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Buddhist Turks

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  Quote Bulldog Quote  Post ReplyReply Direct Link To This Post Topic: Buddhist Turks
    Posted: 20-Jul-2006 at 07:26
I was recently told by a historian that the first time Turks led a sedentary life was when they adopted Buddhism. They then applied what they learned from sedentary life into Nomadic life and some became semi-nomadic. Apparently, Turks always longed and had an attachment to Nomadic life and its freedom so could never abandon it fully. Even today though mostly sedentry they migrate around and some have seasonal migrations. Like they go to the Yayla-Plateu's in Summer and to the warmer land in the Winter.
 
Any info about Buddhist Turks? I can't find anything about them, which Turks embraced Buddhism, did they build Temples? where were they situated, etc etc
 
 
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  Quote xi_tujue Quote  Post ReplyReply Direct Link To This Post Posted: 20-Jul-2006 at 07:44
the only budist turks are the sari uygur(yellow uigur ,yugur) and the tuvas
I rather be a nomadic barbarian than a sedentary savage
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  Quote Feramez Quote  Post ReplyReply Direct Link To This Post Posted: 20-Jul-2006 at 11:19
Originally posted by xi_tujue

the only budist turks are the sari uygur(yellow uigur ,yugur) and the tuvas
True, but not their entire populations.  For the Sari Uygurs, most are Lamanists, most of Tuvas are, I think, Shamans.
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  Quote Bulldog Quote  Post ReplyReply Direct Link To This Post Posted: 20-Jul-2006 at 19:21
I was referring to history, was there any Buddhist Turkic states, what records of this the mix with Buddhism is there, in what areas did this occur.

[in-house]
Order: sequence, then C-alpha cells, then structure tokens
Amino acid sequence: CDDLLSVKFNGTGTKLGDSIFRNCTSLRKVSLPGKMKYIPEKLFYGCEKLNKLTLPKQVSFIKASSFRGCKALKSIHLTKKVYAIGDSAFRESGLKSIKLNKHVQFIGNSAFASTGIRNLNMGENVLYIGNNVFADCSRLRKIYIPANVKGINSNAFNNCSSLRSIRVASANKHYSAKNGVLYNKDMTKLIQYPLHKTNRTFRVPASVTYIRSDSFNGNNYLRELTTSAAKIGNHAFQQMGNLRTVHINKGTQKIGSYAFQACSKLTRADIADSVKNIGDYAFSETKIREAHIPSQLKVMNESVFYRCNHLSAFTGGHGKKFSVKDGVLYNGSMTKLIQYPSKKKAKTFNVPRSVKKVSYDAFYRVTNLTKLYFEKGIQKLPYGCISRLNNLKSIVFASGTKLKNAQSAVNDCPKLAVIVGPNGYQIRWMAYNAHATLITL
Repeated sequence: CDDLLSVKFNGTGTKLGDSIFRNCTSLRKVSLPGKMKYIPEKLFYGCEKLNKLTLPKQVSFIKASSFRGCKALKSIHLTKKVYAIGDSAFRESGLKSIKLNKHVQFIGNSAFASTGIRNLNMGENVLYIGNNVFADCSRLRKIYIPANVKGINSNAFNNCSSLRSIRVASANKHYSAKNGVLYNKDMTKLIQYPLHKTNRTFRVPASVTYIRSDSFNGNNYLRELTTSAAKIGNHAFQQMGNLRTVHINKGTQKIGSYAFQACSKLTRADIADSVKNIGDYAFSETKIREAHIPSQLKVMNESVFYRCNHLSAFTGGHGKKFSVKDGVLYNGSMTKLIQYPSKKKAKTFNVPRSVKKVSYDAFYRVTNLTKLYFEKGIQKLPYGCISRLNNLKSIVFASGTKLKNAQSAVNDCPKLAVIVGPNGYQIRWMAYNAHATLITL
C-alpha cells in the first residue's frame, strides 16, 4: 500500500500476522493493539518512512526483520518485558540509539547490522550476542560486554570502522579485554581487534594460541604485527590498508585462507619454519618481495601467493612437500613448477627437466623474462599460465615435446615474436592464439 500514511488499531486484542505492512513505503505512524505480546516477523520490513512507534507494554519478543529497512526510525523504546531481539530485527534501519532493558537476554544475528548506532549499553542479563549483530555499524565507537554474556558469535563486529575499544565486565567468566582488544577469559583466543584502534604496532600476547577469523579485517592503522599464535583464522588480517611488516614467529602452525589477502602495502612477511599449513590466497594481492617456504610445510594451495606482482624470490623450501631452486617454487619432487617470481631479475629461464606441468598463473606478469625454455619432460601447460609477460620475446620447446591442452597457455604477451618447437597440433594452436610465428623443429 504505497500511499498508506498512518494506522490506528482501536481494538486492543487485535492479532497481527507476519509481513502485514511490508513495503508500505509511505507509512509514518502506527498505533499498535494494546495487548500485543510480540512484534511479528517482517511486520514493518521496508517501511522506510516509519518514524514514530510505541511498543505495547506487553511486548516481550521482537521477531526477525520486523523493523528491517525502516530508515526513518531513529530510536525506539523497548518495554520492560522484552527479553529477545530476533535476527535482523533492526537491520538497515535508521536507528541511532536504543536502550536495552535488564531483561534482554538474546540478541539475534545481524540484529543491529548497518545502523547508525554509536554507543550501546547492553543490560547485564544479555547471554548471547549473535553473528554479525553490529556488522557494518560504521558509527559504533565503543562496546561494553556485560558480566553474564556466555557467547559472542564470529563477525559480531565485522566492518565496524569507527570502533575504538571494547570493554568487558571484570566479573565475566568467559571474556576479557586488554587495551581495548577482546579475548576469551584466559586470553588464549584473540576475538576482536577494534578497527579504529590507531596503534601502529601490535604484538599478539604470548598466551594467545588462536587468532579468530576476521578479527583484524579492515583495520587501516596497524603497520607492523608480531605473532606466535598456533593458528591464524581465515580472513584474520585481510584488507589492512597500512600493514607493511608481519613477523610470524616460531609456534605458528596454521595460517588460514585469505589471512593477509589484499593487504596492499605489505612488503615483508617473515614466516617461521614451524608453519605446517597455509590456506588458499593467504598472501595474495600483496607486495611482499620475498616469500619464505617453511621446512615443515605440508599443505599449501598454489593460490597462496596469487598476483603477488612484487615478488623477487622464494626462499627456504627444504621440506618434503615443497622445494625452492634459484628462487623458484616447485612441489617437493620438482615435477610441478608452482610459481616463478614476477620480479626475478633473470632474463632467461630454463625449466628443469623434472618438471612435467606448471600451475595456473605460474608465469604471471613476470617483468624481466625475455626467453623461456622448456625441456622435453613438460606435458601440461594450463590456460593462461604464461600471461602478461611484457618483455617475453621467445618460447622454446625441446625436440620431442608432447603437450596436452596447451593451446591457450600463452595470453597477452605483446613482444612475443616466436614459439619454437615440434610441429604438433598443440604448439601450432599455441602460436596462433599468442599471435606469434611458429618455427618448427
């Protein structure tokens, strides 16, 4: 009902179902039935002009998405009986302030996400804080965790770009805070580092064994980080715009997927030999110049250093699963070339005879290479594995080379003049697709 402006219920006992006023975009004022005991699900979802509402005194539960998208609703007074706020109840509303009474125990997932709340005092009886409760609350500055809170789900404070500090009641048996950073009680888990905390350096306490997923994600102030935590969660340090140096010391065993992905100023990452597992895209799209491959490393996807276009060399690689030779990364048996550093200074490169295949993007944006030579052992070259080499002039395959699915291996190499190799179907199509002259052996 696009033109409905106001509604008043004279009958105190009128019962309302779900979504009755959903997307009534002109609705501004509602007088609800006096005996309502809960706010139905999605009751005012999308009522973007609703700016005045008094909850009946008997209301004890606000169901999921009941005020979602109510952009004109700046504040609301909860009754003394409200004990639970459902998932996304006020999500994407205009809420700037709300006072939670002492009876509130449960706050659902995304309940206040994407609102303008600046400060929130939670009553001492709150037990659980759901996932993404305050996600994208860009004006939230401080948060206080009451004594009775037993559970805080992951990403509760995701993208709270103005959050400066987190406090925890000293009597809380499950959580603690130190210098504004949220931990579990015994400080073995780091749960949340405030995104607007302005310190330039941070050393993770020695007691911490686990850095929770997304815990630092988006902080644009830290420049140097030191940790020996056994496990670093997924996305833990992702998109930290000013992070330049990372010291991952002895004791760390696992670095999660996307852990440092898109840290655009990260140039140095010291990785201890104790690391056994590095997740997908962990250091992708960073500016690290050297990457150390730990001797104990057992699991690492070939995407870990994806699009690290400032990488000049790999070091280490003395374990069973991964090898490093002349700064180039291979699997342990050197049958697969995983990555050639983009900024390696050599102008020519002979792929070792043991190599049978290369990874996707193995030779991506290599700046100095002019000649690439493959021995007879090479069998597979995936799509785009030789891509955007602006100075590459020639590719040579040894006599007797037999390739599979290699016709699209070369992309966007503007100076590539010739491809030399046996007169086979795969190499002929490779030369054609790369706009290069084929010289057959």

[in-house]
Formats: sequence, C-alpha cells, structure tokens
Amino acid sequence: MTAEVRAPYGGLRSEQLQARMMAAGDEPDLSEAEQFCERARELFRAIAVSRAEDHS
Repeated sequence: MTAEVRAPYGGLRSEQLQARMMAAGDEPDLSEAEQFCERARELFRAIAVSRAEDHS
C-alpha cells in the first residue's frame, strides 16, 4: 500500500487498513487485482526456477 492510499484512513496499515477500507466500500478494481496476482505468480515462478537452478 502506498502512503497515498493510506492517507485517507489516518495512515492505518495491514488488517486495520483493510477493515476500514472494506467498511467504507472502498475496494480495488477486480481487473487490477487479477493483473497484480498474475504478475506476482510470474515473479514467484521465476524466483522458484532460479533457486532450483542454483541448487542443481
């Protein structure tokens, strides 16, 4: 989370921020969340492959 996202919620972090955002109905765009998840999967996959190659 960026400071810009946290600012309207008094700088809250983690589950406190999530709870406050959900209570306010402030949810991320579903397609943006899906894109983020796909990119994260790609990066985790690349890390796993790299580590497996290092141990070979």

I once read that in Northern Afganistan and East into China there was a flourishing Turkic Buddhist civillisation but there is so little information about this sometimes I wonder if it actually did exist.
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  Quote Feramez Quote  Post ReplyReply Direct Link To This Post Posted: 20-Jul-2006 at 19:52
Originally posted by Bulldog

I was referring to history, was there any Buddhist Turkic states, what records of this the mix with Buddhism is there, in what areas did this occur.

I once read that in Northern Afganistan and East into China there was a flourishing Turkic Buddhist civillisation but there is so little information about this sometimes I wonder if it actually did exist.
I never heard about this.
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  Quote Suevari Quote  Post ReplyReply Direct Link To This Post Posted: 21-Jul-2006 at 07:11
I also heard about large Turkic Buddhist kingdoms.
Make sure you're not confusing them with those Turks who built the Taj Mahal though - they were Muslims obsessed with speaking Persian.
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  Quote Bulldog Quote  Post ReplyReply Direct Link To This Post Posted: 21-Jul-2006 at 07:15
Some of the main architects of the Taj Mahal were Turks from the area and also trained by Koja Mimar Sinan.
 
The Mughals started off with the great Babur very Turk in character but later they used Persian as languages between Courts and also Urdu was really promoted but among themselves the top Mughals spoke Turkish to each other.


Edited by Bulldog - 21-Jul-2006 at 07:16
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  Quote Suevari Quote  Post ReplyReply Direct Link To This Post Posted: 21-Jul-2006 at 07:18
But generally it was seen as the 'common speech' andnever used for poetry and official stuff - same with the Ottomans.

Just for the record, Taj means crown in Persian and Mahal means region in Arabic - an example of how Turks used other languages.
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  Quote barbar Quote  Post ReplyReply Direct Link To This Post Posted: 22-Jul-2006 at 09:51

Uyghur Idiqut kingdom and Kengsu Uyghur kingdom after the collapse of Uyghur empire were mainly Buddists. Uyghur eli now has many Buddistic relics (thousand caves etc) from those period. Even before that, two cities in Uyghur region, Kusen (Kucha) and Udun (Hoten) became the main Buddist culture centers, which spread all related cultures to China, korea and Japan etc.

 
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